Why Water And Booty Shaking Should Be Part of the Seder

Look, Moses had a stutter and Aaron was busy having bells sewn on his robes, so who do you think really kept it together during the exodus from Egypt?

Miriam, that’s who. (That would be Moses’ and Aaron’s older sister, not the Mexican transsexual entertainer, for those unfamiliar with the haggadah.)

She was clever enough to reunite Moses with his mother to nurse after the pharoah’s daughter pulled him out of the bulrushes. She was a prophetess whose faith that God would deliver the Jews across the sea was so strong she thought to pack tambourines to celebrate once they were safely on the other side. And while everyone was wandering around parched in the desert, she always knew where the water was. Isn’t it about time paying honor to her is a part of everyone’s seder?

Ever since I heard my feminist cantor cousin Michal Matter sing Debbie Friedman’s completely rockin’ Miriam’s Song, we’ve had a goblet of fresh, cool water on the table. Sometime after the second cup of wine and the night seems impossibly long, I think of Miriam’s peaceful strength and unending patience — can you imagine the kvetching she must’ve endured?

The addition of Miriam’s Cup to the other symbolic items of the seder is a fairly new tradition, but it’s an essential one. Risa Borsykowsky provides some wonderful background in her article at JewishGiftPlace.com — read it and enter the contest to win this gorgeous silver kos Miriam by artist Emily Rosenfeld.

The ritual of Miriam’s cup might not be in the haggadah, but you can create your own follow this one. You can incorporate it right after someone goes to the door to let Elijah tip his yarmulke and it’s a nice opportunity to pay homage to all the Jewish women whose stories somehow got left out of history.

Another way I like to honor Miriam is breaking out the tambourines and dancing around the table, which totally freaks the older generation out. Little Yenta Girl loves this part, and I think she deserves her very own tambourine, either this Rosie-the-Riveter fabulousness from Kavanahcards.com or artist Betsy Platkin Teutsch’s “Moon Sailor” featured in the current Jewish Woman International. Banging tambourines during “Dayenu” is lots of fun, too, but sometimes certain grandparents get grumpy and yell about this.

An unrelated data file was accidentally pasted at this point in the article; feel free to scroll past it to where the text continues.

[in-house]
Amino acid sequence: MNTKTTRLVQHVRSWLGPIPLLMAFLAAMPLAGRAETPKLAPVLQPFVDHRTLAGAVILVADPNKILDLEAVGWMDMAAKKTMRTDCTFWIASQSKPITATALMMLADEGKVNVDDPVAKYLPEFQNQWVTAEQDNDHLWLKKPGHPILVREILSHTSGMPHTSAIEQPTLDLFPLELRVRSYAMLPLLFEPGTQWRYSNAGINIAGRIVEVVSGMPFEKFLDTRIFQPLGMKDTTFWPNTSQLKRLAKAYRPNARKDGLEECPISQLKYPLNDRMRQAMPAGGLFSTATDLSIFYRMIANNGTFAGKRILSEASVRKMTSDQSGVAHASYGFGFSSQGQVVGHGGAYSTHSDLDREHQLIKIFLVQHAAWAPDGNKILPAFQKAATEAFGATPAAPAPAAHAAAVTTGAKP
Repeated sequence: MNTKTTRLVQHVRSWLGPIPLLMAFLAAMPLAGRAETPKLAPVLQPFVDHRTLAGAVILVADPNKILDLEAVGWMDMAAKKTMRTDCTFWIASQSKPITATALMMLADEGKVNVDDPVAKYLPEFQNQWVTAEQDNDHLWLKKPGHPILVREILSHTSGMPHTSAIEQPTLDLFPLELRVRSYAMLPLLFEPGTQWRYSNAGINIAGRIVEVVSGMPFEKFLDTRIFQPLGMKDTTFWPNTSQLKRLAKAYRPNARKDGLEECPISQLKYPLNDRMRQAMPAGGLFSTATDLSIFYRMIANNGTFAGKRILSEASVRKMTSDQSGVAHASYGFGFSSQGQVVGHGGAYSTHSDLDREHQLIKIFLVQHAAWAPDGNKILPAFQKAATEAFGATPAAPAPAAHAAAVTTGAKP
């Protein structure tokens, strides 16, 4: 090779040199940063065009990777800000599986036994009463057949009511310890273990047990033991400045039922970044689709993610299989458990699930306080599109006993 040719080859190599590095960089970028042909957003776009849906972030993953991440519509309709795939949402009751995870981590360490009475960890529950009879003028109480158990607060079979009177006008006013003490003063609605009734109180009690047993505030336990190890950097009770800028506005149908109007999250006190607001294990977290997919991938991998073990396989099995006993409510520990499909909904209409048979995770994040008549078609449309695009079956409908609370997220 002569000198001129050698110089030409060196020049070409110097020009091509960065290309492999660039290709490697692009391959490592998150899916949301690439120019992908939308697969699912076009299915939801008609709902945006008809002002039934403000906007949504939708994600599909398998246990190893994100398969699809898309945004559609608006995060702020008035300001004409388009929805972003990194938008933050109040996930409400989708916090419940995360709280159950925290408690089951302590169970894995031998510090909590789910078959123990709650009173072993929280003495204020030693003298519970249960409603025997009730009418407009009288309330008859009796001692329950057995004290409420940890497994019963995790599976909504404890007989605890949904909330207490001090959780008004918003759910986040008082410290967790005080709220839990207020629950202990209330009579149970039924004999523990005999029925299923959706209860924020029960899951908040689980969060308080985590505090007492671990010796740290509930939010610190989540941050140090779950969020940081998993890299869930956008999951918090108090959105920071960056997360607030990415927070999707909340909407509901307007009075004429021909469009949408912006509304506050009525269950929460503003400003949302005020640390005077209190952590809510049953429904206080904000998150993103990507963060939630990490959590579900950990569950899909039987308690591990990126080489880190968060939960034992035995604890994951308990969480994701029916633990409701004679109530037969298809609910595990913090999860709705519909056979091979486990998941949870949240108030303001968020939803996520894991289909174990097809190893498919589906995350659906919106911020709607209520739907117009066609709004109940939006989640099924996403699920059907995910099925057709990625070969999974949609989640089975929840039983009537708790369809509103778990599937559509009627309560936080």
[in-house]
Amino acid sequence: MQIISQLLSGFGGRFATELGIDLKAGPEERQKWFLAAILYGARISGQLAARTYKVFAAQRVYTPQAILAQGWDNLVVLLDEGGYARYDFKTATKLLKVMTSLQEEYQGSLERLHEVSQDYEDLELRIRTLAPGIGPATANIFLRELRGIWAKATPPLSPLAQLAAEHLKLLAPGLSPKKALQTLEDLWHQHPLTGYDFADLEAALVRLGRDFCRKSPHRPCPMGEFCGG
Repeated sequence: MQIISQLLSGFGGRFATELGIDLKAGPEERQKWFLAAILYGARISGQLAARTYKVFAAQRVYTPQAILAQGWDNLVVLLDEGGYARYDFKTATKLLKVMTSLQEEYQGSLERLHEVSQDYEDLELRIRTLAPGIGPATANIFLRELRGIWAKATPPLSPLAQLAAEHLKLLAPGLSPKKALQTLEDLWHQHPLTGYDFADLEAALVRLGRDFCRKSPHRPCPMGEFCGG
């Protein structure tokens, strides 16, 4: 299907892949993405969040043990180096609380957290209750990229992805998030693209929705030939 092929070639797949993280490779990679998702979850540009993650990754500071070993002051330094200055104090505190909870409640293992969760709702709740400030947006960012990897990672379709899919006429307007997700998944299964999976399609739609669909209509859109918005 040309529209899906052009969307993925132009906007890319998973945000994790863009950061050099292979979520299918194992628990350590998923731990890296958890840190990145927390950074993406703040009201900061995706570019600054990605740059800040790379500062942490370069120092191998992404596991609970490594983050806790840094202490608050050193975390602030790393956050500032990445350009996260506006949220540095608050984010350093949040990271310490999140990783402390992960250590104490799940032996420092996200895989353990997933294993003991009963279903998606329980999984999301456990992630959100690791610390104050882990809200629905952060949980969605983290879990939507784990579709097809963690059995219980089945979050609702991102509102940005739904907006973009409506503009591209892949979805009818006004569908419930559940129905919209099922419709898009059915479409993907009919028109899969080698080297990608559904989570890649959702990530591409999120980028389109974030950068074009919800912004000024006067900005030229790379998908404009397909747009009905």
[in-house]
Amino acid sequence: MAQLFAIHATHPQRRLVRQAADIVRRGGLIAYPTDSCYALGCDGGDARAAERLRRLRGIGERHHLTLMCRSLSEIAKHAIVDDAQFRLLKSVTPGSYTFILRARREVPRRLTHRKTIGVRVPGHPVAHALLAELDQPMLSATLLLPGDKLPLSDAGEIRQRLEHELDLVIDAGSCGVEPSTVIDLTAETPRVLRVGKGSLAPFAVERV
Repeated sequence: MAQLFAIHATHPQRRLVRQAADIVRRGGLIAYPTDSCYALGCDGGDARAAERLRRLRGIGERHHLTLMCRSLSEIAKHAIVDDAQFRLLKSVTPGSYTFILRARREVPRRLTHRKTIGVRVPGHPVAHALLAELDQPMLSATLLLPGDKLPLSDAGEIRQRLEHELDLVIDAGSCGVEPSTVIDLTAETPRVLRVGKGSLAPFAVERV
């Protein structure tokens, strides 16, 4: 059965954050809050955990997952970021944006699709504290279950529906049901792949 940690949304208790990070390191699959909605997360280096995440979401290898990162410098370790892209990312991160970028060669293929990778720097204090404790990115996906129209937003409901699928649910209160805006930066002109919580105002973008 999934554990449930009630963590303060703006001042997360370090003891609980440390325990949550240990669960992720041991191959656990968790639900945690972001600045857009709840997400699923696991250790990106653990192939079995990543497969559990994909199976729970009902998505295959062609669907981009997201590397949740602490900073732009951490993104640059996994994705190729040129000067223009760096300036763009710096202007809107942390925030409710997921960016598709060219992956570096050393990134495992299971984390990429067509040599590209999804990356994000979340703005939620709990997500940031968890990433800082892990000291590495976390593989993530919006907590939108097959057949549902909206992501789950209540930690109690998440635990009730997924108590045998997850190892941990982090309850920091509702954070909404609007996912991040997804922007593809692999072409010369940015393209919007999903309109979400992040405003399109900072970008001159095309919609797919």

And of course, there’s Debbie Friendman’s song. Did you listen yet? Here are the lyrics so you can sing along and shake it like ya mean it — it starts with the chorus:

And the women dancing with their timbrels
Followed Miriam as she sang her song
Sing a song to the One whom we’ve exalted.
Miriam and the women danced and danced
the whole night long.

And Miriam was a weaver of unique variety.
The tapestry she wove was one which sang our history.
With every thread and every strand
she crafted her delight.
A woman touched with spirit, she dances
toward the light.

CHORUS

As Miriam stood upon the shores and gazed across the sea,
The wonder of this miracle she soon came to believe.
Whoever thought the sea would part with an outstretched hand,
And we would pass to freedom, and march to the promised land.

CHORUS

And Miriam the Prophet took her timbrel in her hand,
And all the women followed her just as she had planned.
And Miriam raised her voice with song.
She sang with praise and might,
We’ve just lived through a miracle, we’re going to dance tonight!

(One last rousing CHORUS!)

And the women dancing with their timbrels
Followed Miriam as she sang her song
Sing a song to the One whom we’ve exalted.
Miriam and the women danced and danced
the whole night long.

Now go out and make some noise for Miriam!

One thought on “Why Water And Booty Shaking Should Be Part of the Seder

  1. With the decline of my father’s vision, I have been given the honor of leading my family Seder for the last 6 years. Five years ago I added Miriam’s cup to our table much to the surprise of evryone who had to be reminded who she was. As I read a prayer and we recite from a paper I put into our Haggadahs, we pass around her cup and each add a spoonful of our own water to fill hers. It is a lovely addition to our traditional Seder and I am grateful that everyone was open to dedicating part of our service to her. I hope that many others will read your blog and start their own traditions.

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